Hello, Informational post in case any windows developers are interested. I had heard that ruby on a linux VM running on windows can be faster than on that same install of windows. I recently got fed up waiting 1min & 30secs for my unit and functional tests to run for a small project (no integration tests yet), and the big lurching pause that happens when running rails in development mode on my Pentium-M 1.7Ghz laptop, I decided to try a linux VM running in the free VMWare player, specifically those provided by jumpbox.com (debian/ubuntu I think) which are supposed to be production ready linux VMs. I probably should have tried a different VM as I had a lot of hassle installing and configuring postgres instead of the supplied mysql: I'm a bit of a newbie at this linux business and installing rails would have been easier. In anycase it was a waste of time since switching the linux VM rails project to use my windows postgres server just for fun turned out 20% faster?!?! Note, don't use a netbios name in the rails database config: use the machine's ip address else bizarre behaviour. All in all "rake test" dropped from 90secs to a mind blowing 30secs. The actual tests themselves run between 2 and 3 times faster, but it seems to be initialization that takes the bulk of the time. I prefer my windows tools (specifically Notepad++, even though it still doesn't understand rhtml and haml files) and windows explorer, so I am now developing with my project folders on the windows computer but 'mounted' to a folder in the linux VM running rails, configured to use my windows postgres server. The VM uses about 250 megs of RAM having disabled mysql and other stuff. If you have zero linux experience and want to try the above then I would recommend finding a VM that has all that you need already installed (recentish version of rails requiring some simple gem updating and the database, for example). Learning linux from scratch in order to setup a system, as I have done, is a lot of hassle. Otherwise prefer apt-get over manually installing, and learn linux security before all else. And download winSCP.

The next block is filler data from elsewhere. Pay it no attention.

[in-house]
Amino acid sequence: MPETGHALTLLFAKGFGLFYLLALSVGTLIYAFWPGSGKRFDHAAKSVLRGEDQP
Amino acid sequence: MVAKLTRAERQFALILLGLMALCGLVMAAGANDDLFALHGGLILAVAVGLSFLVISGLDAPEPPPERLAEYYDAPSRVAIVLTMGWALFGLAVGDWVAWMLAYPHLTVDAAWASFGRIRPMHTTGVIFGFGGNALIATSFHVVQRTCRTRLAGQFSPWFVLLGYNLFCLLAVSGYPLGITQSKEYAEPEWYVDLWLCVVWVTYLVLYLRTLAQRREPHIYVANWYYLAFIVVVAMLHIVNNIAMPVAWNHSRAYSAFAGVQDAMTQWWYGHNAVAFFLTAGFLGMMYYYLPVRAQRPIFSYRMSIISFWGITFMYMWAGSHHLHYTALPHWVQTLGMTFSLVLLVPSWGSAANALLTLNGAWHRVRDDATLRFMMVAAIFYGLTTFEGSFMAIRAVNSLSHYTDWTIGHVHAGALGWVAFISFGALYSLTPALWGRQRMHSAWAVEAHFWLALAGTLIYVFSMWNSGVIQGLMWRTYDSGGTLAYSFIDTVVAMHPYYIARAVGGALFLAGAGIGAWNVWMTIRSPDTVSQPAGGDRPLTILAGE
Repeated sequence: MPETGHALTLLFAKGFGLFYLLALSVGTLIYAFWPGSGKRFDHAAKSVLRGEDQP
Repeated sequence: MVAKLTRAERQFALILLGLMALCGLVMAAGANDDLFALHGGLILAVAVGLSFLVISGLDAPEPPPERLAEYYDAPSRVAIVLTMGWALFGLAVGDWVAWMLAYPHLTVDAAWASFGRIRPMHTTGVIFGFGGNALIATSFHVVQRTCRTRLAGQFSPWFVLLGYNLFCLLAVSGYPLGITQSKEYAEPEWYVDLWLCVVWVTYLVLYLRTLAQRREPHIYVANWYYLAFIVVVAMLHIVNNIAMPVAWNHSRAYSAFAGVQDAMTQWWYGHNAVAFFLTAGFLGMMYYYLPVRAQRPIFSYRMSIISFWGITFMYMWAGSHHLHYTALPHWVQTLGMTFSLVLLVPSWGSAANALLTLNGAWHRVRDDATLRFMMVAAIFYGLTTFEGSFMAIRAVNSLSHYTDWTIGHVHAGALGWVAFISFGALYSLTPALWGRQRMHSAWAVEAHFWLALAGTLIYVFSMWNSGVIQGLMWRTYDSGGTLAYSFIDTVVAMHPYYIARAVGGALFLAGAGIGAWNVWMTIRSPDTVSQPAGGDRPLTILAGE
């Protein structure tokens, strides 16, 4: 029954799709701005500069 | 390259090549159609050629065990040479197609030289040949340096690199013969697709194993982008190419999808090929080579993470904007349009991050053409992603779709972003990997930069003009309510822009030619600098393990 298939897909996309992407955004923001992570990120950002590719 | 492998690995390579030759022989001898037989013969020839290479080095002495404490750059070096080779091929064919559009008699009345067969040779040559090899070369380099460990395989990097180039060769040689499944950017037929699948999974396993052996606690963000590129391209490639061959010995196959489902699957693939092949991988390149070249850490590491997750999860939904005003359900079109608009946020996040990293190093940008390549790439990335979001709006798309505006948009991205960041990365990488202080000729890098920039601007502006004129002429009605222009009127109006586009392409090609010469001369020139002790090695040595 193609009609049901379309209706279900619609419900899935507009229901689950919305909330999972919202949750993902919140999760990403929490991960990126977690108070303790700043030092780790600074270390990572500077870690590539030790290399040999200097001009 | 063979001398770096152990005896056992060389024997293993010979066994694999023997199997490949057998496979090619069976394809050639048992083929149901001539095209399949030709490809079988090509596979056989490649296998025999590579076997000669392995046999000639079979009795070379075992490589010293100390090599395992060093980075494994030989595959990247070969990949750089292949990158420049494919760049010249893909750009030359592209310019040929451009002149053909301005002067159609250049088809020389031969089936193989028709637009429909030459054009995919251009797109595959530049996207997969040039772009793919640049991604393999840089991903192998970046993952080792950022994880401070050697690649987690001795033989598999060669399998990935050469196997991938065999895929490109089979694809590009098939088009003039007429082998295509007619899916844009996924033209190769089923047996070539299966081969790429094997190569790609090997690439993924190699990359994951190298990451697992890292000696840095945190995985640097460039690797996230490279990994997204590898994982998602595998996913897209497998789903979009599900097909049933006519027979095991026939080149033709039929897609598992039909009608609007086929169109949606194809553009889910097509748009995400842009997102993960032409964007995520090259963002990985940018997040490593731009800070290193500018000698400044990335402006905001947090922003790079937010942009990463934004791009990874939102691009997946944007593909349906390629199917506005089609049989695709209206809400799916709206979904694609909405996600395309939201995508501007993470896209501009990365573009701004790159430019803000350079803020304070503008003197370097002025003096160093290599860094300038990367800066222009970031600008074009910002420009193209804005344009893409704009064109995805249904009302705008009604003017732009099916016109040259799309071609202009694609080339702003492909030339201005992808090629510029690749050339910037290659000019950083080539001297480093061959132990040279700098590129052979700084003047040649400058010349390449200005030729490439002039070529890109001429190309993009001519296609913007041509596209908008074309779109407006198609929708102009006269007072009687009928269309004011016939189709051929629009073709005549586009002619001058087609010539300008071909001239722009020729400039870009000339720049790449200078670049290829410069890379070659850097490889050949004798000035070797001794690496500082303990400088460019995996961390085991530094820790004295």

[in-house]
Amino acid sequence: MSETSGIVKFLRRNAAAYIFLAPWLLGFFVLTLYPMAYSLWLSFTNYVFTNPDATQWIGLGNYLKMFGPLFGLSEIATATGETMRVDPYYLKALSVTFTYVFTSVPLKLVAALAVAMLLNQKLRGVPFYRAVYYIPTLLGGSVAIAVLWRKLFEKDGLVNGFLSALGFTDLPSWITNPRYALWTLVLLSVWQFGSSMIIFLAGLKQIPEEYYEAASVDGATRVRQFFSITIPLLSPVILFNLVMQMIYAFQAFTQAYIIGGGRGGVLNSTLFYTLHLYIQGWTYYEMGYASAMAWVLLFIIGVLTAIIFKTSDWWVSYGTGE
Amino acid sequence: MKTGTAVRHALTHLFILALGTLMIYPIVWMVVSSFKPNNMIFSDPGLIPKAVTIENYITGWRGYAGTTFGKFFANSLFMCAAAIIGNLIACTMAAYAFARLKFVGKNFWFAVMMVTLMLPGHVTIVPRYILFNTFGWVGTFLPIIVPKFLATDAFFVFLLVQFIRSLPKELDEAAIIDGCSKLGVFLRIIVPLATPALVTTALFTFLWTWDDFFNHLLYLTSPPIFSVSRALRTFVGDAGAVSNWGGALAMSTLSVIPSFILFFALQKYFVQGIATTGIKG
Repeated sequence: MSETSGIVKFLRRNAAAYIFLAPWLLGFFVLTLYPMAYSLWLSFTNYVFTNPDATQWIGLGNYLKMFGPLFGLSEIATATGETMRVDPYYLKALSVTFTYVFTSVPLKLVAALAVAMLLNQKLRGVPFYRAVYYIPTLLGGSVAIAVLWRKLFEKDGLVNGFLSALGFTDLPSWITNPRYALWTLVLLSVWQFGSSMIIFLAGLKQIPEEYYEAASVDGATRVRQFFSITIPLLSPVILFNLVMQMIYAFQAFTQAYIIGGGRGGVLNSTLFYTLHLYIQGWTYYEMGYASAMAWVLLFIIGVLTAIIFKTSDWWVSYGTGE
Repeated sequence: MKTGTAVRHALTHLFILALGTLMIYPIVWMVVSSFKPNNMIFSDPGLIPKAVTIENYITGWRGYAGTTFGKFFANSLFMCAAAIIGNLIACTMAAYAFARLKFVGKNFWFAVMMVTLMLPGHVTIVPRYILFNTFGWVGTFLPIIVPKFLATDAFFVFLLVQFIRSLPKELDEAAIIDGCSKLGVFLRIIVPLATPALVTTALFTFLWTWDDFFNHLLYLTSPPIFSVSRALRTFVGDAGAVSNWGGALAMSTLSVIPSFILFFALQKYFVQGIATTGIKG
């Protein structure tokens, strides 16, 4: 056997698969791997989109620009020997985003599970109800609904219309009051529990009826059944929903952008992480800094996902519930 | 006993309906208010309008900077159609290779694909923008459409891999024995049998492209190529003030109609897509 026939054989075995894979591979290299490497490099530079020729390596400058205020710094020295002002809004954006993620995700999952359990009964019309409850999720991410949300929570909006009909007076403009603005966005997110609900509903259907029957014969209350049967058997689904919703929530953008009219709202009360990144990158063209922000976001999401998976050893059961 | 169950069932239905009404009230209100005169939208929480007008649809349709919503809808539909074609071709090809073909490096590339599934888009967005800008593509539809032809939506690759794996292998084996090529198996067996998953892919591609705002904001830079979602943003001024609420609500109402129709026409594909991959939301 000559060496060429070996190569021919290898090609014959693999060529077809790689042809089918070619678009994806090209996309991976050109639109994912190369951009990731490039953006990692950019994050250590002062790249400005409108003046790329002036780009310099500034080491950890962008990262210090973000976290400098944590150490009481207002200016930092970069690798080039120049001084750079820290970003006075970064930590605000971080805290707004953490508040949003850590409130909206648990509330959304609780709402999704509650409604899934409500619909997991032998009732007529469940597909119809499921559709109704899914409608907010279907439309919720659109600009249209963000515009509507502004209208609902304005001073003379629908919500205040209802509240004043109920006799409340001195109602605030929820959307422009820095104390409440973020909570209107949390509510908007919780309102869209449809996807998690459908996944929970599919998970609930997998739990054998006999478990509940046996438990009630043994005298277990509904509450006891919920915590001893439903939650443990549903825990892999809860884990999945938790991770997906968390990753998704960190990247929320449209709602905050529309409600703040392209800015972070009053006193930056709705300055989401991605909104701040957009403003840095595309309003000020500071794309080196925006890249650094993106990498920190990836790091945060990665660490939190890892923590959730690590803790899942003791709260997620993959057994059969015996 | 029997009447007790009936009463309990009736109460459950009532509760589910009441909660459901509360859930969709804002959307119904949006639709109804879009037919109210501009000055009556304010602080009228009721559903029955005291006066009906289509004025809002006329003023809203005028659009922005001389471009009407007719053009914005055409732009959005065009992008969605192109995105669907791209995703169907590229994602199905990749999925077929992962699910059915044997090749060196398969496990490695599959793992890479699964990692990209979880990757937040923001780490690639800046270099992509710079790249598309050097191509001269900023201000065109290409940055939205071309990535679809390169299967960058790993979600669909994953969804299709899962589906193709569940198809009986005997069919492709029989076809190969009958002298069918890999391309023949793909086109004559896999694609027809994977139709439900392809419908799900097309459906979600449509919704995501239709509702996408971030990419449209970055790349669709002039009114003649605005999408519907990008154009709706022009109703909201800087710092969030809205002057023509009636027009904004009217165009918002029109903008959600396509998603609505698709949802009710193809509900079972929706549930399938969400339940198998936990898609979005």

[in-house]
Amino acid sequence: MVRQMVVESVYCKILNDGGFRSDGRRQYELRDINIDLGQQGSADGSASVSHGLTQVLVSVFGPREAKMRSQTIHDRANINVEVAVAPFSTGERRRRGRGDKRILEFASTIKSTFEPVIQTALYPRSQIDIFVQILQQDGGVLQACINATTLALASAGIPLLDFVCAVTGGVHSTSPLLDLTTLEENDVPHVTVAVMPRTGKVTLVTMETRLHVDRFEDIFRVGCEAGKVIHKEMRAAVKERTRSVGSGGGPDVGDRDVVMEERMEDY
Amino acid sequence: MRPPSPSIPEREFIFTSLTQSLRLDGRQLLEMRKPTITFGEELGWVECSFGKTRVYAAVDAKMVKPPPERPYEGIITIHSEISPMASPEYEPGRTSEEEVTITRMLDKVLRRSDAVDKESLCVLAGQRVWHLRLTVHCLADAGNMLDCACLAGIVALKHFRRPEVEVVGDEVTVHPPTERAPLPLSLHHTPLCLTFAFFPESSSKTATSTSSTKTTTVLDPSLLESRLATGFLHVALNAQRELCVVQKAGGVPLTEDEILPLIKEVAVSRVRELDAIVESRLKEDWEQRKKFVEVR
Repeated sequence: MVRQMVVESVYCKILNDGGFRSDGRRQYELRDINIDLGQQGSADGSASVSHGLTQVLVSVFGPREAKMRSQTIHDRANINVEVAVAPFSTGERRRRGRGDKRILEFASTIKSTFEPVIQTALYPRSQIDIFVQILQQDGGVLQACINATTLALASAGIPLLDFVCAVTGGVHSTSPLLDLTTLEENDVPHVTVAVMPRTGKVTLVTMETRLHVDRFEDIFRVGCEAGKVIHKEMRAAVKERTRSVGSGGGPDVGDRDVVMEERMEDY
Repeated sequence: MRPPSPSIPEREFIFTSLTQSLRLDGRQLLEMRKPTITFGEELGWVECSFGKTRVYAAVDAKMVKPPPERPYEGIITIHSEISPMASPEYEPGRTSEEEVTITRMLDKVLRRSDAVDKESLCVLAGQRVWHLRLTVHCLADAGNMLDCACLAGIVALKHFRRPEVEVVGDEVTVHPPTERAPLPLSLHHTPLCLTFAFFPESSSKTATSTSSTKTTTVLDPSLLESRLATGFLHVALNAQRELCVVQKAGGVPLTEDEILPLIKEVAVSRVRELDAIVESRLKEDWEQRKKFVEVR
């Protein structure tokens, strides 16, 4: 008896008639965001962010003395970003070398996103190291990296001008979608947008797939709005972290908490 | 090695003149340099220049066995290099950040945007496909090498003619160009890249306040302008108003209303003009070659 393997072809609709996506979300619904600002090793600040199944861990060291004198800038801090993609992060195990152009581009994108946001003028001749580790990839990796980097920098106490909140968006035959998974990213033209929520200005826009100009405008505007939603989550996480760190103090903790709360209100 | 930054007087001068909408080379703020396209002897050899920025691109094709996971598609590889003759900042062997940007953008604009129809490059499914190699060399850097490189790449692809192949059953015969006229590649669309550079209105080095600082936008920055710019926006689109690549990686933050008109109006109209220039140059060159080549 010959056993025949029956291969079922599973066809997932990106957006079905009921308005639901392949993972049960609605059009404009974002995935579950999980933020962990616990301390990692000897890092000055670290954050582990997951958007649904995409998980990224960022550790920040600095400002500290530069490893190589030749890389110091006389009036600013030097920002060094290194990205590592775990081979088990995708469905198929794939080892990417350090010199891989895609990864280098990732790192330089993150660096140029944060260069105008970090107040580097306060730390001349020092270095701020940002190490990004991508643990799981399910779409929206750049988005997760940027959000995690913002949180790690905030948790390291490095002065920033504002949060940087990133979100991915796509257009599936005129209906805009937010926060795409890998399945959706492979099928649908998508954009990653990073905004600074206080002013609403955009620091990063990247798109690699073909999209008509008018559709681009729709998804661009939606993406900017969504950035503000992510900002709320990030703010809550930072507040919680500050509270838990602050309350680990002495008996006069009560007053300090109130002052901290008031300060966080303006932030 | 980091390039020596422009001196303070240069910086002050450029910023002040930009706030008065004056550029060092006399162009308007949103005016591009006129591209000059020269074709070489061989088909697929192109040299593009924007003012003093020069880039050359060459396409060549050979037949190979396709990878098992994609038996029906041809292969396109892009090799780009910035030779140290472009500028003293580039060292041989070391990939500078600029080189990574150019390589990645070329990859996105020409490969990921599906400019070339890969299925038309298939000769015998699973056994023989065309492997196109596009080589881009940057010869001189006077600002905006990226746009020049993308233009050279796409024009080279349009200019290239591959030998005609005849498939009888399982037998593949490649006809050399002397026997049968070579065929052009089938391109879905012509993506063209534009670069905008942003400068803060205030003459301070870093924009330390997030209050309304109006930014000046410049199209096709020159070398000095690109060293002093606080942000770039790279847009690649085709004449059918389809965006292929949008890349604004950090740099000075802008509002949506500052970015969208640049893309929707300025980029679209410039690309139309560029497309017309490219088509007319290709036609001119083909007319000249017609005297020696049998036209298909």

on 2009-02-08 23:47
on 2009-02-09 02:26
itsastickup wrote: > I had heard that ruby on a linux VM running on windows can be faster > than on that same install of windows. You should try Vista. I experimented with Qemu and Puppy-Linux recently, and everything was faster. Microsoft has nobody to blame but themselves for their market erosion and incredibly bad software. (I'm posting this from Kubuntu now, thank you.) > The actual tests themselves run between 2 and 3 times faster, but it > seems to be initialization that takes the bulk of the time. Right - the program loader is pathetic. It assumes we want to load MS Office, once, and live inside it for a while. It can't comprehend scripts that call many small executables. -- Phlip
on 2009-02-09 05:14
Phlip wrote: > Right - the program loader is pathetic. It assumes we want to load MS > Office, once, and live inside it for a while. It can't comprehend > scripts that call many small executables. > Is it just the loader that is slow? Or is there something that can be done in the way of passing extra information (such as fully qualified paths or something) that would help. I don't want to start a discussion about the "better OS" or "quit Windows", etc. but given the install base of Windows, it would be good to know if there are things that one could investigate to speed up Ruby on Windows. Cheers, Mohit. 2/9/2009 | 11:13 AM.
on 2009-02-09 14:56
Phlip, Can you please elaborate on the setup you mentioned? > You should try Vista. I experimented with Qemu and Puppy-Linux > recently, and everything was faster. Cheers, Sazima
on 2009-02-09 17:38
> Can you please elaborate on the setup you mentioned? I am ashamed to. > > You should try Vista. I experimented with Qemu and Puppy-Linux > > recently, and everything was faster. I like some of Vista's toys. Things like a functional Hibernate mode. So I tried qemu-puppy on a USB drive. It worked great, but SeaMonkey, the only functioning browser, instantly died with a silly .so file error as soon as I ever tried to do anything. So, instead of dedicating the rest of my career to learning how to mix and match puppy sfs files (with the usual impossible online forum support), I just switched to a dual-boot with Kubuntu. It will do fine with half a hard-drive. When puppy, in qemu, possibly with kqemu, was doing things like building Ruby in less than a minute, instead of 15 minutes or so. Of course the Kubuntu is faster. Any volunteers to go work for MS? To help them clean up their codebase? I didn't think so... (-: -- Phlip
on 2009-02-10 18:31
So in the end you gave up on the virtual machine and are running Linux directly, is that it? Cheers, Sazima